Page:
Please use this identifier to cite or link to this item:
|Title:||New initiatives in critical care: distinguishing hype from hope|
|Citation:||Critical Care and Resuscitation, 2016; 18(3):141-147|
|Publisher:||The Australasian Medical Publishing Company|
|John L Moran and Patricia J Solomon|
|Abstract:||Recent viewpoints on critical care have expressed frustration at the slow development of new therapeutic agents and the failure of investigator-initiated trials. Several new directions have been proposed: personalised medicine and the embracing of "omic" technologies, resolving the heterogeneity of treatment effects, and adaptive trial designs. We examine these approaches in the context of analysis of randomised controlled trials (RCTs). The curse of treatment effect heterogeneity is found not only in critical care but also in cancer oncology. We find the uncritical appeal to personalised medicine to be misplaced because such treatments are not identified at the personal level, but at the group or stratified level. The analysis of RCTs has foundered over the problem of accounting for the centre effect and rejecting the random effects approach. Enthusiasm for adaptive trial designs has been articulated at the rhetorical, not the substantive, level.|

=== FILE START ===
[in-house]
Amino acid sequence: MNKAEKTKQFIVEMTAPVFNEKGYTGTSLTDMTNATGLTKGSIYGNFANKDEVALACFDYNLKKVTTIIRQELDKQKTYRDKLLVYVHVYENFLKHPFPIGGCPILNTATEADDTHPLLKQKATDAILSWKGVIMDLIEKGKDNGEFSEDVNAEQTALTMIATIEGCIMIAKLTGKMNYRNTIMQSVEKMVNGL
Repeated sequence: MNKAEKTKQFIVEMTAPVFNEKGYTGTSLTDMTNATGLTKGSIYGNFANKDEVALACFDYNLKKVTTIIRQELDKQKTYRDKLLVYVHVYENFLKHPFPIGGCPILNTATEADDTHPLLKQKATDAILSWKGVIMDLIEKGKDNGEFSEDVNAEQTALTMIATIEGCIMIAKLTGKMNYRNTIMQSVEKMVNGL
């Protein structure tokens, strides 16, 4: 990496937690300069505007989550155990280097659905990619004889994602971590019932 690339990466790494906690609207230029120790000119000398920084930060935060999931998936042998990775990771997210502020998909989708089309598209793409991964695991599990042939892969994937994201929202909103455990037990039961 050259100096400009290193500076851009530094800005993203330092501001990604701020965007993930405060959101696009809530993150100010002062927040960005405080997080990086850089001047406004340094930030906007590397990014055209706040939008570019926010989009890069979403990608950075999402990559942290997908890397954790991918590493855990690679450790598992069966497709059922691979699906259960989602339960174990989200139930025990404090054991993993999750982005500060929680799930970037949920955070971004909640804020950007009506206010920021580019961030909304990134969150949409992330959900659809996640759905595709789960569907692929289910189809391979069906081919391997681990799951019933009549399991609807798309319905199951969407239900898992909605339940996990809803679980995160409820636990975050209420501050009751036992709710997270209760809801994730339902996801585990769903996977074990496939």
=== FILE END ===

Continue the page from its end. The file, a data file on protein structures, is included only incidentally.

|Description:||Critical Care and Resuscitation (CC&R) is the official scientific journal of the College of Intensive Care Medicine (CICM). The paper might also become available in Jan 2017 via https://www.cicm.org.au/Previous-Journal-Editions/CCR-September-2016|
|Rights:||© The Australasian Medical Publishing Company|
|Appears in Collections:||Aurora harvest 7|
Mathematical Sciences publications
Files in This Item:
There are no files associated with this item.
Items in DSpace are protected by copyright, with all rights reserved, unless otherwise indicated.